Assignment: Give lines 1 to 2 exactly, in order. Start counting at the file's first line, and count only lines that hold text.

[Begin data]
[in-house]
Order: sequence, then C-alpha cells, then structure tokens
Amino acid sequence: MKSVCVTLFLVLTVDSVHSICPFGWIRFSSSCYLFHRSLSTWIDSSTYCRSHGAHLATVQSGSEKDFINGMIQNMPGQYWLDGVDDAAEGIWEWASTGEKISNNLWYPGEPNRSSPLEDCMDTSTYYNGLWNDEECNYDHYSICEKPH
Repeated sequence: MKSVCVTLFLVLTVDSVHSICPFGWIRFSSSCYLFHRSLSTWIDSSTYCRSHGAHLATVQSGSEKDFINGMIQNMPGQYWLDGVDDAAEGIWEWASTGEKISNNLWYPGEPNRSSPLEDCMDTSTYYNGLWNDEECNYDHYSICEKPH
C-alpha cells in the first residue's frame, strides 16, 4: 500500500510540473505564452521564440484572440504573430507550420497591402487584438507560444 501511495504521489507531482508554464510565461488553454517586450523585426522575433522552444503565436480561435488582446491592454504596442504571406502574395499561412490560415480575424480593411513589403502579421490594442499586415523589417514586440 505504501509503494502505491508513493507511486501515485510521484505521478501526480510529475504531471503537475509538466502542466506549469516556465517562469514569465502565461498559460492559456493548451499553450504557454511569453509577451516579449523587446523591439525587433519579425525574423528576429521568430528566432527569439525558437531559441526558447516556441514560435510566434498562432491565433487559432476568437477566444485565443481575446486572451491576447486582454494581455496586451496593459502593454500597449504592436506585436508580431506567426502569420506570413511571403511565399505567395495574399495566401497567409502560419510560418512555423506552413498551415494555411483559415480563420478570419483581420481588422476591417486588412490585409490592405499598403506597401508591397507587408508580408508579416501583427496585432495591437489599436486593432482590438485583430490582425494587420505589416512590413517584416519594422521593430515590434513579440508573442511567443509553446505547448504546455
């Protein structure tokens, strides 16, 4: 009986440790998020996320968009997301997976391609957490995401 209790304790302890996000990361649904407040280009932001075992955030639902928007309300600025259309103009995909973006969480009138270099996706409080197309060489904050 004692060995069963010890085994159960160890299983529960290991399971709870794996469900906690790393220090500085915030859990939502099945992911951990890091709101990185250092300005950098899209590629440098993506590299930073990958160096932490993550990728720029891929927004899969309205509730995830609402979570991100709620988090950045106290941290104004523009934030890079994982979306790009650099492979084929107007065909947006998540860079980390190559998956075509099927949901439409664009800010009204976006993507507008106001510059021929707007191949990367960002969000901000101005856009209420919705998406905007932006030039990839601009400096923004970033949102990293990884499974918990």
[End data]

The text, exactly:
[in-house]
Order: sequence, then C-alpha cells, then structure tokens